Carolyn Porter | Carolyn Porter: Blog
Learn more about the book "Marcel's Letters" and the font P22 Marcel Script, which is based on the handwriting of conscripted WWII laborer Marcel Heuzé
Carolyn Porter, Marcel Heuzé, Marcel's Letters, Graphic Design, Font Design, P22 Marcel Script
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September 1, 1943: “We have become lathe operators in a war factory”

Postcard written September 1, 1943 by French forced laborers Maurice and Seraphin Carlue. The small postcard was written with violet ink and has a brown stamp with Hitler's profile.Mr. and Mrs. Jean Maurel and their son
1 Cours Gambetta
Aix-en-Provence (Bouches-du-Rhône)

Munich, September 1, 1943

We’ve been working for a month now in our new function as specialized workers. We have actually become off-line lathe operators in a war factory in Munich. We never knew we had such talents!READ MORE

Saving Private Ryan + French Forced Labor

Saving Private Ryan, 57:40  ©Dreamworks Pictures and Paramount Pictures

I’ve met with any number of book clubs where someone remarked how little they knew about French forced labor during WWII before hearing Marcel’s story (…hey, me too, sister. Me too!) A number of readers have also remarked that — now that they know more about what happened to conscripted French civilians — they’ve ‘picked up’ on references to it while reading other books.

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October 10, 1942: “I’m keeping the little blanket close to me because it smells like the air of the surroundings of Nogent!”

Saturday, October 10, 1942
.
My dear Mom,
.
Today no letter from you, but a package for which I thank you very much: a padlock, Felisedine, slippers, hard candies, envelopes, a blanket, in short, everything that was written on the little paper inside, everything except the ‘Comedia’ that you may have taken out at the last minute.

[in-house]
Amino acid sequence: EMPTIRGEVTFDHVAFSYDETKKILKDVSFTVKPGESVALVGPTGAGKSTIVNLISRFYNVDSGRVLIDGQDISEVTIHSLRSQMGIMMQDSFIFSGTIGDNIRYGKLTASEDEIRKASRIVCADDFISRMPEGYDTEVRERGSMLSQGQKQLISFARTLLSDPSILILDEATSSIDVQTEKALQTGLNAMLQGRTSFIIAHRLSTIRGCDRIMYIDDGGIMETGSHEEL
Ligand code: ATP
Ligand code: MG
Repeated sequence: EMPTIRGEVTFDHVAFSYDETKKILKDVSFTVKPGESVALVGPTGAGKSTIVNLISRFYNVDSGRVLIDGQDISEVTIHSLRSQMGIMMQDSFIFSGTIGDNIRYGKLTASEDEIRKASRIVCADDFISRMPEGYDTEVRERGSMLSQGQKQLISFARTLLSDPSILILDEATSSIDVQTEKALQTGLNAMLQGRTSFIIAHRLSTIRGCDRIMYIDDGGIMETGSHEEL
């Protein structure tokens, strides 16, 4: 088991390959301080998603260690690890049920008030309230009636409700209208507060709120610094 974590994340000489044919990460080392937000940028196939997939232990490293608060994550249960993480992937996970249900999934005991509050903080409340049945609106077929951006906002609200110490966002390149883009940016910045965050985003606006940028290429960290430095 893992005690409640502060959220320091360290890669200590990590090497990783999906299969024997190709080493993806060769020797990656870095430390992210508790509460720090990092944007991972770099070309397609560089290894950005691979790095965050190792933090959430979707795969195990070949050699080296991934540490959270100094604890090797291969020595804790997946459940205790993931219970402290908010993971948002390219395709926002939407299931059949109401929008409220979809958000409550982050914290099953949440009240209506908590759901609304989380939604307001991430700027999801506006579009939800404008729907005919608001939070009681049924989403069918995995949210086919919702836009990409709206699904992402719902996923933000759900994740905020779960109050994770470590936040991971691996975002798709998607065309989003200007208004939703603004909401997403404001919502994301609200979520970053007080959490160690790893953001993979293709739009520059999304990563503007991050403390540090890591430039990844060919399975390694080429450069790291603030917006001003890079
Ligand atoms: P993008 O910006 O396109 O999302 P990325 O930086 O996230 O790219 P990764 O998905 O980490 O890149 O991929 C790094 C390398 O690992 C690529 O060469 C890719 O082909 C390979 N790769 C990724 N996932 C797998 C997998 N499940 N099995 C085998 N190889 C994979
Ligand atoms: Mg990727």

If that’s the case, you were right, for the reading of ’Echo de Nancy’ is enough for me. Again, thank you but please do not deprive yourself of anything for me, for I don’t need anything else and I wouldn’t fear asking you if I did. So please don’t go without something for my comfort, promise? 

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Join me! Smithsonian National Postal Museum Postmarks & Paperbacks online book club: September 13, 2021

A couple of weeks ago I received an email from the Smithsonian National Postal Museum. (I mean really—how fun was that email to get?!)

I am ridiculously honored to learn they chose ‘Marcel’s Letters’ for their September Postmarks & Paperbacks online book club. The book club meets virtually on September 13. The event is totally free but you have to claim a spot. JOIN ME!

Service du Travail Obligatoire intake form, 1943

People often ask whether I’m still actively searching for information on Marcel. People seem disappointed when I tell them I am not trying to find additional information on his life or his time in the Berlin-Marienfelde labor camp. I feel I have enough information to understand who he was and what he may have experienced. And I believe that even if I were to find additional documents (or letters!) it would not fundamentally change the man I came to know: a kind and loving husband and father.READ MORE

Pack O’ Good Nights, 1943

Photos: Pack O’ Good Nights by Onolee Jones, Wetzel Publishing, 1943

 

For men* shipped abroad during WWII, this book was meant as a keepsake they could leave at the bedside of their beloved. It’s small—just 4.5″ wide x 2,75″ tall—and its 86 pages are filled with night-time wishes, words of love and prayers the war would soon be over.READ MORE

A sweet, sweet 1880 handwriting sample

This is a silly departure from the serious handwriting specimens I typically post. But this sample was too fun not to share. Take a look at this sweet, sweet ledger page from December 13, 1880. It lists a variety of candies being purchased: lemon drops, kisses, peanut bars, crab apples, chocolate twists, cinnamon sticks, mint sticks, sugar cigars (spelled “segars”), rock candy, caramels, fruit balls and more. Then, at the bottom you’ll find a variety of firecrackers: paper caps, bomb shells, penny torpedoes, penny smokers and more. READ MORE

Exiting COVID Lockdown

Aaron and I took the lockdown seriously. He is a frontline medical worker and witnessed early on what COVID could do to a body. We knew the possibility of exposure* was high for him—especially in those first months when PPE and testing were scarce. We also have medically fragile family members who we couldn’t bear to unknowingly expose. So for the last 14 months we have largely kept away from social gatherings, haven’t taken unnecessary risks, and have always worn masks in public. READ MORE